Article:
Project: Research project

Project Details


This is a request for an ADAMHA Research Scientist Development Award
(RSDA) that will enable the applicant to engage in research, on
essentially a full-time basis, for an extended period. By relieving the
applicant from a particularly heavy teaching load which currently
occupies approximately 40% of his time, the RSDA will allow the applicant
to both focus on existing research activities and to develop competence
in new areas for future research initiatives. Ongoing research (DA 07218) in the applicant's laboratory is focused on
the mechanisms underlying dextrorotatory opioid interaction with the NMDA
receptor. Dextrorphan is the major metabolite of dextromethorphan, a
clinically used over-the-counter antitussive. Dextrorphan and related
dextrorotatory morphinans and benzomorphans are similar to the
dissociative anesthetics phencyclidine (PCP) and ketamine in that they
act as selective noncompetitive antagonists of the NMDA receptor.
Dextrorphan is unique in that it does not exhibit the striking use-
dependence that is characteristic of the NMDA receptor blockade produced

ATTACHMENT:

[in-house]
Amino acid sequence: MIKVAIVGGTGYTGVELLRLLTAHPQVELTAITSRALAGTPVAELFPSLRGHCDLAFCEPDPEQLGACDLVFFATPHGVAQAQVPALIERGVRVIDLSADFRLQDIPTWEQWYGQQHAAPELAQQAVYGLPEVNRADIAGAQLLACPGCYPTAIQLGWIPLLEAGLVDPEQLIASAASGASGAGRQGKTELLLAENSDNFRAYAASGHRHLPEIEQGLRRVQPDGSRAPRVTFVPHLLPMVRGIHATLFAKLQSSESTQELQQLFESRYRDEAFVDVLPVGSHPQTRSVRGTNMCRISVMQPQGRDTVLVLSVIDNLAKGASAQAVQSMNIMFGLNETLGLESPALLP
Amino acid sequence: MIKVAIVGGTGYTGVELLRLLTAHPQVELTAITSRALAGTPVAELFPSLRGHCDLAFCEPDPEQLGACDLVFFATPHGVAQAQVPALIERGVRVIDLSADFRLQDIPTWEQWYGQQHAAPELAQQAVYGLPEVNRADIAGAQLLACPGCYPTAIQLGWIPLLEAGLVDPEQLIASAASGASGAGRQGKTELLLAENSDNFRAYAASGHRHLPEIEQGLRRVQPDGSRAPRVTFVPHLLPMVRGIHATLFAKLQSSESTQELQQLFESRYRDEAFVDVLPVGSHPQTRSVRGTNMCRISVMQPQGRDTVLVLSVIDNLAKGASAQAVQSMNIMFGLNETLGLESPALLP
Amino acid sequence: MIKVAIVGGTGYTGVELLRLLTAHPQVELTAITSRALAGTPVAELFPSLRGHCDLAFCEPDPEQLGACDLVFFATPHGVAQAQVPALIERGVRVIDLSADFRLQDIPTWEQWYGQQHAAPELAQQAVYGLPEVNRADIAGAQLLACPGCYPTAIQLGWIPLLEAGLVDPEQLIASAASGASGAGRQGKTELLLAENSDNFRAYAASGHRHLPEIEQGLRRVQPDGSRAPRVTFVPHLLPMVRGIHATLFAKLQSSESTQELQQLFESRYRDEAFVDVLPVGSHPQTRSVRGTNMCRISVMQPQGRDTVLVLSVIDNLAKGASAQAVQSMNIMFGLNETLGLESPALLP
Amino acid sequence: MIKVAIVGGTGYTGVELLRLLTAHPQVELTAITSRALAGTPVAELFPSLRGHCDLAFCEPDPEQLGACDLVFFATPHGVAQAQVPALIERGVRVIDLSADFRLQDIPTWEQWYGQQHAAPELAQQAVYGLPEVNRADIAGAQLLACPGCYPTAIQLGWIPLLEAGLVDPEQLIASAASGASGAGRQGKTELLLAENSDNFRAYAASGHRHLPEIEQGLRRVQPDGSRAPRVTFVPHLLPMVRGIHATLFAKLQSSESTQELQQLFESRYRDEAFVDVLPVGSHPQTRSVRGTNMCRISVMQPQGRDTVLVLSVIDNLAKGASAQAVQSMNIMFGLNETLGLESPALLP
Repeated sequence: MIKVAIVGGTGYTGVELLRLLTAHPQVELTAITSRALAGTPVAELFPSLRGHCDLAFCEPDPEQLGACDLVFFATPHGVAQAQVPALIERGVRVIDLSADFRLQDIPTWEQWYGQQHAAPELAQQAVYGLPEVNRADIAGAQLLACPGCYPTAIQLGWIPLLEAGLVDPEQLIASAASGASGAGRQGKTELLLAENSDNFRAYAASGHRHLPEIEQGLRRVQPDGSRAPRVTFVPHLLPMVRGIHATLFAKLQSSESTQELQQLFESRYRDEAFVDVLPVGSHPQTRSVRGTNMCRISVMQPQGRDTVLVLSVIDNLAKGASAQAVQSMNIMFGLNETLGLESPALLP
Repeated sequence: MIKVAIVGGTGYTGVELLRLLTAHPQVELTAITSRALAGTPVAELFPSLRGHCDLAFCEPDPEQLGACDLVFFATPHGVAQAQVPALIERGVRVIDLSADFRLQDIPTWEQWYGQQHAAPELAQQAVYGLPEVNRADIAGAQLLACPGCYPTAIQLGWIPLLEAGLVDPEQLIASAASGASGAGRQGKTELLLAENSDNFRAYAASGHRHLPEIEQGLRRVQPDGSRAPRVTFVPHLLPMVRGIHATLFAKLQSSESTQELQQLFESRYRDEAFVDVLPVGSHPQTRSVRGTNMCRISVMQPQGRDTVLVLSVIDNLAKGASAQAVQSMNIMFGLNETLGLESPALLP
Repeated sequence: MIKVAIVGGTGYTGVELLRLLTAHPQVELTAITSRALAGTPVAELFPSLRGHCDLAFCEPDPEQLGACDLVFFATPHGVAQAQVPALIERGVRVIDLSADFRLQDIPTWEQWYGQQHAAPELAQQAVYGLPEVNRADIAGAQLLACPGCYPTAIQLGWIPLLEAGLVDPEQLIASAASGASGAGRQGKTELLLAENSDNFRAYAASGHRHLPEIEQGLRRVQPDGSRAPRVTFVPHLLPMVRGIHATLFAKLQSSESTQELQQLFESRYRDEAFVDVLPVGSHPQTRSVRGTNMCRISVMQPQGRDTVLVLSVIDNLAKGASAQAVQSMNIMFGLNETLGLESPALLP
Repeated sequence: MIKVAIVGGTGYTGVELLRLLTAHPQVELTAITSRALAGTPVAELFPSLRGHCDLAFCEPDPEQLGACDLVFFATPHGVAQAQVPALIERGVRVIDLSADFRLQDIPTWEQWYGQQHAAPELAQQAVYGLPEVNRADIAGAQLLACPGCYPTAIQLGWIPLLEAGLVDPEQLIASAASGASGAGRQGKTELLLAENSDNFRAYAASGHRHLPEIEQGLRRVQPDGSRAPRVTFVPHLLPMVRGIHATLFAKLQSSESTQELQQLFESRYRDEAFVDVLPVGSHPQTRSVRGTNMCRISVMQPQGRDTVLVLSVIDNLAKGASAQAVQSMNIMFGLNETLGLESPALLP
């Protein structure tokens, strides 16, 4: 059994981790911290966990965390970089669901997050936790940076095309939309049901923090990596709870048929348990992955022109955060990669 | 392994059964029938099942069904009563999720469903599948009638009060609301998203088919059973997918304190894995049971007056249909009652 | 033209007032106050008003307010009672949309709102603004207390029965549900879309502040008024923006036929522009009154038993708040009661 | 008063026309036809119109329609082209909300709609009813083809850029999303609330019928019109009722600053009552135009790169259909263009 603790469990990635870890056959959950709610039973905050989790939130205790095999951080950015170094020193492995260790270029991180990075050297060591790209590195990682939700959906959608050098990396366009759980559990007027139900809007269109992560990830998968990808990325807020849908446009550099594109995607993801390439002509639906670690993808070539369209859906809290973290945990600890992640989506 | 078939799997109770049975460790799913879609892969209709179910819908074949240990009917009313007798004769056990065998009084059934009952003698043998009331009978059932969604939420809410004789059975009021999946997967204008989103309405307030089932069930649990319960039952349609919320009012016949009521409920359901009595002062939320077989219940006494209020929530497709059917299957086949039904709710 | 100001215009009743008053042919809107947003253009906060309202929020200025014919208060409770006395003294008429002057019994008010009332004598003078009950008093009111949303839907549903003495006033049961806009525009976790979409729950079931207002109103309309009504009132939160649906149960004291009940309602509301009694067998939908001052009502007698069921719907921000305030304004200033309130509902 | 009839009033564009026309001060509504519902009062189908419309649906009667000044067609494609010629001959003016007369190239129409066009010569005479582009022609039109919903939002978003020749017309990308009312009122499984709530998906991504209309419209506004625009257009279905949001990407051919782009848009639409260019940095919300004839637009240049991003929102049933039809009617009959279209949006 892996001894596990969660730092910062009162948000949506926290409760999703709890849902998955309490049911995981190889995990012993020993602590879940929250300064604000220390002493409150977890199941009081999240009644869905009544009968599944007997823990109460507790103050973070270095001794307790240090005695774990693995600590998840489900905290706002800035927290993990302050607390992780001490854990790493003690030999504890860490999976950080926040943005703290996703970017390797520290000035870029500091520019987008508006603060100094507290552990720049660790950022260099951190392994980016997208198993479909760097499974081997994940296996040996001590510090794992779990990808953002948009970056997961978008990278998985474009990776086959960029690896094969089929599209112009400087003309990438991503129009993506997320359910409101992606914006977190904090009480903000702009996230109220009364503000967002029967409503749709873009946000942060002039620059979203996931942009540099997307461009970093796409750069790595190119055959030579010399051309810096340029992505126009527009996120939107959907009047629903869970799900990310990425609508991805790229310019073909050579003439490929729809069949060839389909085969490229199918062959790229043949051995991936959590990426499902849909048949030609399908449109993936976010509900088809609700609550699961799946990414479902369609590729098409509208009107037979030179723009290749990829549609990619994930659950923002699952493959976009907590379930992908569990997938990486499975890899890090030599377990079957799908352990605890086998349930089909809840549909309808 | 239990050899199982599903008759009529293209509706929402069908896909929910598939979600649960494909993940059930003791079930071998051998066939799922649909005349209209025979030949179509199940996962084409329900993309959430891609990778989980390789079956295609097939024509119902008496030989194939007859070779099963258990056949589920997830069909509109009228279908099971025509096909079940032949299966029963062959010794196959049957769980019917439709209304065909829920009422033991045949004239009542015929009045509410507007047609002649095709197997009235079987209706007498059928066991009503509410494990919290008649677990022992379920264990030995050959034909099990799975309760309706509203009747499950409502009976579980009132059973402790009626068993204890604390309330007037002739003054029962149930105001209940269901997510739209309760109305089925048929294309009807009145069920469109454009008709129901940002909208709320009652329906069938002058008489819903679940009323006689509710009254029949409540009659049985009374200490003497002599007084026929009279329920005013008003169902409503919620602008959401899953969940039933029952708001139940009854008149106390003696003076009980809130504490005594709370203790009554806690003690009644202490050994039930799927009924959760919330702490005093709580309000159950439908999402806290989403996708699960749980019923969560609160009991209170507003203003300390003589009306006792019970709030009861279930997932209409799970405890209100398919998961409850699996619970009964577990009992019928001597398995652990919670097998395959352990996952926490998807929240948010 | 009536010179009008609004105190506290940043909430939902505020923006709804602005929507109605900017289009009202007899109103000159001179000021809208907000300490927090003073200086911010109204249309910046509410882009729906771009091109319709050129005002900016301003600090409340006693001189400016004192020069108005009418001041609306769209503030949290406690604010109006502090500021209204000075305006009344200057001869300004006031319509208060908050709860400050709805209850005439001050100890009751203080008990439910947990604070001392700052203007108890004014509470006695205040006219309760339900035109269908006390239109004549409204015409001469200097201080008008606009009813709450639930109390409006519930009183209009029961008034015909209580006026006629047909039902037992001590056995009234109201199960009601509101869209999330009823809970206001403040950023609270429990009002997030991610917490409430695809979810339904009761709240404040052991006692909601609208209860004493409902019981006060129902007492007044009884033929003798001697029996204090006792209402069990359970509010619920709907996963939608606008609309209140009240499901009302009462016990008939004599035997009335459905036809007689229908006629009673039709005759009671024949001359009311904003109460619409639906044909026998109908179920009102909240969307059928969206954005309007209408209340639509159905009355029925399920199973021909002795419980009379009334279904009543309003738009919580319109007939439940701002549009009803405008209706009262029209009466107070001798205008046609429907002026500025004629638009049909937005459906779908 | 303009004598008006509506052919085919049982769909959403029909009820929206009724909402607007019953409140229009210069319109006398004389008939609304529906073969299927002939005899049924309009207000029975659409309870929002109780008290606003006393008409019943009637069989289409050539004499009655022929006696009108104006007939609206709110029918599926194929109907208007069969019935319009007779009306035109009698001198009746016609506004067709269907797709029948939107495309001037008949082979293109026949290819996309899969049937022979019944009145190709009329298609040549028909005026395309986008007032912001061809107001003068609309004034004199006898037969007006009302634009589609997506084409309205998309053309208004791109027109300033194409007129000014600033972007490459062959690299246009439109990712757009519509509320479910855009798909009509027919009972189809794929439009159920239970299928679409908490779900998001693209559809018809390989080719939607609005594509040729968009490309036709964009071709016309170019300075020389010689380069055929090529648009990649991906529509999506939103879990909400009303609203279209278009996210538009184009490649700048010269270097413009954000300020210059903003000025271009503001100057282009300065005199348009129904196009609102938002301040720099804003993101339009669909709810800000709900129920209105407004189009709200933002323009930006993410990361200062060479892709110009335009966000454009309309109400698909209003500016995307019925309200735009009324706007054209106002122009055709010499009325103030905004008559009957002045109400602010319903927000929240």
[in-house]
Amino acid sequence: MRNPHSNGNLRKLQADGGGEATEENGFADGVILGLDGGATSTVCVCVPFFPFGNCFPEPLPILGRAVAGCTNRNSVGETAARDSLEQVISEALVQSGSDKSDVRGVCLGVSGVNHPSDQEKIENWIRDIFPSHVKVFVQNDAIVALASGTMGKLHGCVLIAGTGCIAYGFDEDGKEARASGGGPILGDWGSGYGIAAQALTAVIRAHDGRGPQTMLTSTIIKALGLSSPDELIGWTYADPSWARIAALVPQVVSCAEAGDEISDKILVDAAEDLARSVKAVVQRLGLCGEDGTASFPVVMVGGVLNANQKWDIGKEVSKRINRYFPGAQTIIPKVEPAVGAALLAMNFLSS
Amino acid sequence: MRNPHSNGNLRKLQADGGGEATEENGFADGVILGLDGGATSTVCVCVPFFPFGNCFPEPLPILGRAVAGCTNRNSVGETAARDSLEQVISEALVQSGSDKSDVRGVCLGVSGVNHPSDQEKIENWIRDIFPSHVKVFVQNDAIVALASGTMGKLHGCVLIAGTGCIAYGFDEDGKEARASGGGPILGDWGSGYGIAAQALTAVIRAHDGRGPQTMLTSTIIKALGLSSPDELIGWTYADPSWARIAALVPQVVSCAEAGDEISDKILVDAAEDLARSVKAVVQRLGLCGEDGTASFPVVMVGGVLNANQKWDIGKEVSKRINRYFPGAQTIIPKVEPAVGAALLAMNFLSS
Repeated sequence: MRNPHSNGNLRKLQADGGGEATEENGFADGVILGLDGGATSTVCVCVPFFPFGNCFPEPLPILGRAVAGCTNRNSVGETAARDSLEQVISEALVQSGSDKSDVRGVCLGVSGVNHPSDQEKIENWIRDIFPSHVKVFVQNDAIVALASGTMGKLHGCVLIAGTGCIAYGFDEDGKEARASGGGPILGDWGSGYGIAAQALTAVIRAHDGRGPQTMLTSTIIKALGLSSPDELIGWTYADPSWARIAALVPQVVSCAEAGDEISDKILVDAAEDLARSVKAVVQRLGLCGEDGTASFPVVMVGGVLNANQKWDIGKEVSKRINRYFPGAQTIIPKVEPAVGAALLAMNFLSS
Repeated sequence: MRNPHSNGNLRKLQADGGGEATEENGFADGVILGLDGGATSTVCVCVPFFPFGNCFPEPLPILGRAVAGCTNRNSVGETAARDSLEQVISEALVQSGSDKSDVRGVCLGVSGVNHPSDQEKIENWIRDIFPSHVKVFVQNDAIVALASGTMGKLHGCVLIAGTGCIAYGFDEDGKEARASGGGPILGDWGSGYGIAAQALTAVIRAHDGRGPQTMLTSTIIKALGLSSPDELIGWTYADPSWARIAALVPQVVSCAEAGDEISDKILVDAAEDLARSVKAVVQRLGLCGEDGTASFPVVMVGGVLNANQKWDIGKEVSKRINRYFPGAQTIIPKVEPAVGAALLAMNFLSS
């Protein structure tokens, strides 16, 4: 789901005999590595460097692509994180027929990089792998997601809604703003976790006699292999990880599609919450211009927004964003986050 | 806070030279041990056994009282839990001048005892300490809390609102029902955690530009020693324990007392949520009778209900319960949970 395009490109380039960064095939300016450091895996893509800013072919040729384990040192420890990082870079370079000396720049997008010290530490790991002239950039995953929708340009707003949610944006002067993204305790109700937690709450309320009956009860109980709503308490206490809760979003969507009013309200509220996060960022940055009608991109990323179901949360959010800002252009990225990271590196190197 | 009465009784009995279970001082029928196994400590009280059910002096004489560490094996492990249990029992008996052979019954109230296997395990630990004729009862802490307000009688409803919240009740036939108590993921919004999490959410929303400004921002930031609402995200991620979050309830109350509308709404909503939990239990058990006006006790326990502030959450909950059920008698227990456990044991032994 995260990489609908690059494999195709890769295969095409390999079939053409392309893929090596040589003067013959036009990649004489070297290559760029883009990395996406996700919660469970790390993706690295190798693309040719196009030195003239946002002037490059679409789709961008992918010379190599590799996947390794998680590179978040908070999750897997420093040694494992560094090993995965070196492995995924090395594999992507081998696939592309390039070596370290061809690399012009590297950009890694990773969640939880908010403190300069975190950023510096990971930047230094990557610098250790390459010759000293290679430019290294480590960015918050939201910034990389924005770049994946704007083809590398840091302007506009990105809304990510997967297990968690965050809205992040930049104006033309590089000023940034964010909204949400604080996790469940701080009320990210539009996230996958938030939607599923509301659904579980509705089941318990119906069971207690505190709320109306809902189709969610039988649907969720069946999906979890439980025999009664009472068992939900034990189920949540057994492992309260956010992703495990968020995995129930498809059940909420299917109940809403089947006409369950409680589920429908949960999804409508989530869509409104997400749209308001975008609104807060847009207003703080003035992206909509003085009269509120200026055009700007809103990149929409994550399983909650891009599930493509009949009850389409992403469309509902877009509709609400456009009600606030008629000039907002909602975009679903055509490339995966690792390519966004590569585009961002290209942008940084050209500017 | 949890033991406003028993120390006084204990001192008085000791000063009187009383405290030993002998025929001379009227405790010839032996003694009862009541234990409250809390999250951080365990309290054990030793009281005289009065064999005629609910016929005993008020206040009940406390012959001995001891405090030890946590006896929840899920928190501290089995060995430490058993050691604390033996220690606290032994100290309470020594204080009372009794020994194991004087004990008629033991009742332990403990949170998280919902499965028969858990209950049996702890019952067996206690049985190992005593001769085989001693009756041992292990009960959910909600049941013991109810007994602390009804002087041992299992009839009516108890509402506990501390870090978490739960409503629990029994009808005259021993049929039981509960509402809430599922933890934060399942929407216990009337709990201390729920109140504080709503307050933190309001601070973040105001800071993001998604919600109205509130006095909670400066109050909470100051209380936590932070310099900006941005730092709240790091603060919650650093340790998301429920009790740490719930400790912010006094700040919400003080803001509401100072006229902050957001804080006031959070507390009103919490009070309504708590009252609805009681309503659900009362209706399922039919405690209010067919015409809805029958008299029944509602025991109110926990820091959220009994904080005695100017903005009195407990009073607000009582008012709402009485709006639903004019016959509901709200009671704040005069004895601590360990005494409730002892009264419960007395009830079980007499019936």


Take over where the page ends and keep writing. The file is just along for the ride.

by PCP, ketamine and MK-801. The focus of ongoing research is to
elucidate the molecular mechanisms which underlie the unique actions of
dextrorphan. These studies utilize [H]dextrorphan as a probe for PCP
receptors. Investigation of association and dissociation kinetics are
being performed to delineate the mechanism of [H]dextrorphan binding to
the PCP receptor in rat brain membranes. The distribution and
pharmacological signature of [H]dextrorphan binding sites will be
determined in brain slices using pharmacological signature of
[H]dextrorphan binding sites will be determined in brain slices using
quantitative receptor autoradiography. The potential for anatomically
distinct forms of the labeled receptor is being assessed through
investigation of biochemical and physiological regulation of the
receptor. A further characterization of dextrorphan as a probe for the
PCP receptor may provide useful insights into the mechanisms underlying
and consequences of PCP and dextromethorphan abuse. An additional project (DA 05195, J.V. Aldrich, PI) in which the applicant
is involved is focused on the characterization of synthetic dynorphin
analogs as kappa opioid receptor antagonists. The goal of the applicant during the RSDA funding period is to continue
to develop as a research scientist in the area of molecular pharmacology
of abused drugs. Scientific growth will be enhanced through
collaboration with a molecular biologist and an extended visit to the
laboratory of a molecular pharmacologist. Specific training will be
obtained in several areas of molecular biology.
Effective start/end date6/1/945/31/99


  • National Institutes of Health: $76,033.00
  • National Institutes of Health: $79,673.00
  • National Institutes of Health: $13,987.00
  • National Institutes of Health: $83,067.00


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